Esmolol is an ultrashort β-1 receptor antagonist. Recent studies suggest a role for esmolol in pain response modulation. The authors performed a meta-analysis to determine if the intraoperative use of esmolol reduces opioid consumption or pain scores.
PubMed, Cochrane Database of Systematic Reviews, Cochrane Central Register of Controlled Trials, pubget, and Google Scholar were searched. Studies were included if they were randomized, placebo- or opioid-controlled trials written in English, and performed on patients 18 years of age or older. For comparison of opioid use, included studies tracked opioid consumption intraoperatively and/or in the postanesthesia care unit. Pain score comparisons were performed during the first hour after surgery.
Seventy-three studies were identified, 23 were included in the systematic review, and 19 were eligible for 1 or more comparisons. In 433 patients from 7 trials, intraoperative esmolol decreased intraoperative opioid consumption (Standard Mean Difference [SMD], −1.60; 95% confidence interval [CI], −2.25 to −0.96; P ≤ .001). In 659 patients from 12 trials, intraoperative esmolol decreased postanesthesia care unit opioid consumption (SMD, −1.21; 95% CI, −1.66 to −0.77; P ≤ .001). In 688 patients from 11 trials, there was insufficient evidence of change in postoperative 1 hour pain scores (SMD, −0.60; 95% CI, −1.44 to 0.24; P = .163).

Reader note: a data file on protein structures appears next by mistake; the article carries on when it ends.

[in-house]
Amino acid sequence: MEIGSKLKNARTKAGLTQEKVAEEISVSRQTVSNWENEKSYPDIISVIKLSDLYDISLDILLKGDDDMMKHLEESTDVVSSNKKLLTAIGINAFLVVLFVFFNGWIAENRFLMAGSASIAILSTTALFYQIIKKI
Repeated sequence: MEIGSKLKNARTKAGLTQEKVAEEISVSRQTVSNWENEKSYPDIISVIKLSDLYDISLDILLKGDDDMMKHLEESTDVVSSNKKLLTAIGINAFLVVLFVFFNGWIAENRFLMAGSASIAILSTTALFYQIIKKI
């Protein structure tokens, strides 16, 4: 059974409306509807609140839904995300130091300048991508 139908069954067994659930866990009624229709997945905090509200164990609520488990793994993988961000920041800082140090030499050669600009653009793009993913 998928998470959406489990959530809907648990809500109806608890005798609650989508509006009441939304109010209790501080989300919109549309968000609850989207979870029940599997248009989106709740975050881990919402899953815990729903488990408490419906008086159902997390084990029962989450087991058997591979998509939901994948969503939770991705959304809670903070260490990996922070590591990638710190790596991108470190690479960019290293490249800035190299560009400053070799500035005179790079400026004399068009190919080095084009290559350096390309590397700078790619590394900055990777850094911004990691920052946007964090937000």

This meta-analysis demonstrates that intraoperative esmolol use reduces both intraoperative and postoperative opioid consumption, with no change in postoperative pain scores.
From the *Department of Anesthesia, Critical Care and Pain Medicine, Massachusetts General Hospital, Boston, Massachusetts
†Department of Pediatric Anesthesiology, Ann & Robert H. Lurie Children’s Hospital of Chicago, Northwestern University, Chicago, Illinois
‡Department of Anesthesia, Toronto General Hospital, University of Toronto, Toronto, Ontario, Canada.
Published ahead of print October 11, 2017.
Accepted for publication August 3, 2017.
Funding: Support was provided solely from institutional and/or departmental sources of the Massachusetts General Hospital Department of Anesthesia, Critical Care and Pain Medicine, Boston, MA.
The authors declare no conflicts of interest.
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Address correspondence to T. Anthony Anderson, MD, PhD, Department of Anesthesiology, Perioperative and Pain Medicine, Stanford University, 300 Pasteur Dr, H3590A MC5640, Stanford, CA 94305. Address e-mail to firstname.lastname@example.org.